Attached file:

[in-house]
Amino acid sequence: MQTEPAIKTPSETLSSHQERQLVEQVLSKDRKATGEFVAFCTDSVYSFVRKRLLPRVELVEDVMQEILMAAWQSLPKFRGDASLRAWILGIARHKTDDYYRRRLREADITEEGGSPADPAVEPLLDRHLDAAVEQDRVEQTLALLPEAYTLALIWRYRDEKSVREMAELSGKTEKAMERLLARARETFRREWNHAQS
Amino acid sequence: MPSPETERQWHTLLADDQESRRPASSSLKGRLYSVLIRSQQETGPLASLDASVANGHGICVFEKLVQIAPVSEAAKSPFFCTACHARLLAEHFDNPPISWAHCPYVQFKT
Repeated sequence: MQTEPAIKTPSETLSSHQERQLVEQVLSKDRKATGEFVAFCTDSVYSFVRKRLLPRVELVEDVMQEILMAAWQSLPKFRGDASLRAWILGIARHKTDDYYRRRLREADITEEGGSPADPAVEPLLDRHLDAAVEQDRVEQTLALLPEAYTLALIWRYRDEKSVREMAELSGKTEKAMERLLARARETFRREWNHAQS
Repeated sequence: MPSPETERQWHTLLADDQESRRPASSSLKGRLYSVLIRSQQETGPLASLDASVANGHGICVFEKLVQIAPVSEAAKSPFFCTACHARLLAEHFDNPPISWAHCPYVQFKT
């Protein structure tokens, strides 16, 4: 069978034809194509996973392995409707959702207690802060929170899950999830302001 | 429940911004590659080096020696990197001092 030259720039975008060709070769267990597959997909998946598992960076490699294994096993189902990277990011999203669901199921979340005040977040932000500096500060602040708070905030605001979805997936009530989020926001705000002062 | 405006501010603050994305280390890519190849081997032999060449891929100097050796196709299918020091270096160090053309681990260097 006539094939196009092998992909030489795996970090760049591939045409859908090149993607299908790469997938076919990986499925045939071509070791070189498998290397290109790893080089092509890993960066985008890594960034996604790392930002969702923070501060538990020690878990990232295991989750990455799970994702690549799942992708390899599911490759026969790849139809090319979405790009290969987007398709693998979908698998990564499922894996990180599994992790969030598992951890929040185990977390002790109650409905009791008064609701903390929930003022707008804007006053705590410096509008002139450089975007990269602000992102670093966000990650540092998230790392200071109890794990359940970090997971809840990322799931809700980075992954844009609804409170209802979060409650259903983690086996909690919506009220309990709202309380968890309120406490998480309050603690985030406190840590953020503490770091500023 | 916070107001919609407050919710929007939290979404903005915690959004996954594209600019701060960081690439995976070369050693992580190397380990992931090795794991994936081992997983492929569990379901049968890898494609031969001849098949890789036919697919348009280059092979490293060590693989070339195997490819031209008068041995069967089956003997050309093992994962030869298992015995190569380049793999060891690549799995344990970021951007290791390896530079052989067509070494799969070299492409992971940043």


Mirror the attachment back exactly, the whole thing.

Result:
[in-house]
Amino acid sequence: MQTEPAIKTPSETLSSHQERQLVEQVLSKDRKATGEFVAFCTDSVYSFVRKRLLPRVELVEDVMQEILMAAWQSLPKFRGDASLRAWILGIARHKTDDYYRRRLREADITEEGGSPADPAVEPLLDRHLDAAVEQDRVEQTLALLPEAYTLALIWRYRDEKSVREMAELSGKTEKAMERLLARARETFRREWNHAQS
Amino acid sequence: MPSPETERQWHTLLADDQESRRPASSSLKGRLYSVLIRSQQETGPLASLDASVANGHGICVFEKLVQIAPVSEAAKSPFFCTACHARLLAEHFDNPPISWAHCPYVQFKT
Repeated sequence: MQTEPAIKTPSETLSSHQERQLVEQVLSKDRKATGEFVAFCTDSVYSFVRKRLLPRVELVEDVMQEILMAAWQSLPKFRGDASLRAWILGIARHKTDDYYRRRLREADITEEGGSPADPAVEPLLDRHLDAAVEQDRVEQTLALLPEAYTLALIWRYRDEKSVREMAELSGKTEKAMERLLARARETFRREWNHAQS
Repeated sequence: MPSPETERQWHTLLADDQESRRPASSSLKGRLYSVLIRSQQETGPLASLDASVANGHGICVFEKLVQIAPVSEAAKSPFFCTACHARLLAEHFDNPPISWAHCPYVQFKT
């Protein structure tokens, strides 16, 4: 069978034809194509996973392995409707959702207690802060929170899950999830302001 | 429940911004590659080096020696990197001092 030259720039975008060709070769267990597959997909998946598992960076490699294994096993189902990277990011999203669901199921979340005040977040932000500096500060602040708070905030605001979805997936009530989020926001705000002062 | 405006501010603050994305280390890519190849081997032999060449891929100097050796196709299918020091270096160090053309681990260097 006539094939196009092998992909030489795996970090760049591939045409859908090149993607299908790469997938076919990986499925045939071509070791070189498998290397290109790893080089092509890993960066985008890594960034996604790392930002969702923070501060538990020690878990990232295991989750990455799970994702690549799942992708390899599911490759026969790849139809090319979405790009290969987007398709693998979908698998990564499922894996990180599994992790969030598992951890929040185990977390002790109650409905009791008064609701903390929930003022707008804007006053705590410096509008002139450089975007990269602000992102670093966000990650540092998230790392200071109890794990359940970090997971809840990322799931809700980075992954844009609804409170209802979060409650259903983690086996909690919506009220309990709202309380968890309120406490998480309050603690985030406190840590953020503490770091500023 | 916070107001919609407050919710929007939290979404903005915690959004996954594209600019701060960081690439995976070369050693992580190397380990992931090795794991994936081992997983492929569990379901049968890898494609031969001849098949890789036919697919348009280059092979490293060590693989070339195997490819031209008068041995069967089956003997050309093992994962030869298992015995190569380049793999060891690549799995344990970021951007290791390896530079052989067509070494799969070299492409992971940043």